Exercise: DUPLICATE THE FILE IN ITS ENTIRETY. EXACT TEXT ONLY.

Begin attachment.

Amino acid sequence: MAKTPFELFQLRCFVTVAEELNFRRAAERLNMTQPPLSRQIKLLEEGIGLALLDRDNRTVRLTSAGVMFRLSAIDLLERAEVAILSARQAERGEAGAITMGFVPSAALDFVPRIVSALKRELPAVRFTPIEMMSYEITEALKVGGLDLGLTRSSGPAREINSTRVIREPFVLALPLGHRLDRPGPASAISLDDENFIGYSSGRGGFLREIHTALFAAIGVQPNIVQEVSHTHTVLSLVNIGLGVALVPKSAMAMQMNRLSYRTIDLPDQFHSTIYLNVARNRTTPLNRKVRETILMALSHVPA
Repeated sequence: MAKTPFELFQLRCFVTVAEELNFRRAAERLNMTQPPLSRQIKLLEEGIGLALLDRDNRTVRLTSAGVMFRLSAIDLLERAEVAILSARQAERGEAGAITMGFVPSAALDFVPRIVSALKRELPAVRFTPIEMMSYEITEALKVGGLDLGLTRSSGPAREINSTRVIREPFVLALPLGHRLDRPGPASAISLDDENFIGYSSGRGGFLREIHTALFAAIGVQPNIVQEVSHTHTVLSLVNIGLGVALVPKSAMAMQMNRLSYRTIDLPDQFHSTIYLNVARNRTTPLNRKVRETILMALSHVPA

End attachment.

Amino acid sequence: MAKTPFELFQLRCFVTVAEELNFRRAAERLNMTQPPLSRQIKLLEEGIGLALLDRDNRTVRLTSAGVMFRLSAIDLLERAEVAILSARQAERGEAGAITMGFVPSAALDFVPRIVSALKRELPAVRFTPIEMMSYEITEALKVGGLDLGLTRSSGPAREINSTRVIREPFVLALPLGHRLDRPGPASAISLDDENFIGYSSGRGGFLREIHTALFAAIGVQPNIVQEVSHTHTVLSLVNIGLGVALVPKSAMAMQMNRLSYRTIDLPDQFHSTIYLNVARNRTTPLNRKVRETILMALSHVPA
Repeated sequence: MAKTPFELFQLRCFVTVAEELNFRRAAERLNMTQPPLSRQIKLLEEGIGLALLDRDNRTVRLTSAGVMFRLSAIDLLERAEVAILSARQAERGEAGAITMGFVPSAALDFVPRIVSALKRELPAVRFTPIEMMSYEITEALKVGGLDLGLTRSSGPAREINSTRVIREPFVLALPLGHRLDRPGPASAISLDDENFIGYSSGRGGFLREIHTALFAAIGVQPNIVQEVSHTHTVLSLVNIGLGVALVPKSAMAMQMNRLSYRTIDLPDQFHSTIYLNVARNRTTPLNRKVRETILMALSHVPA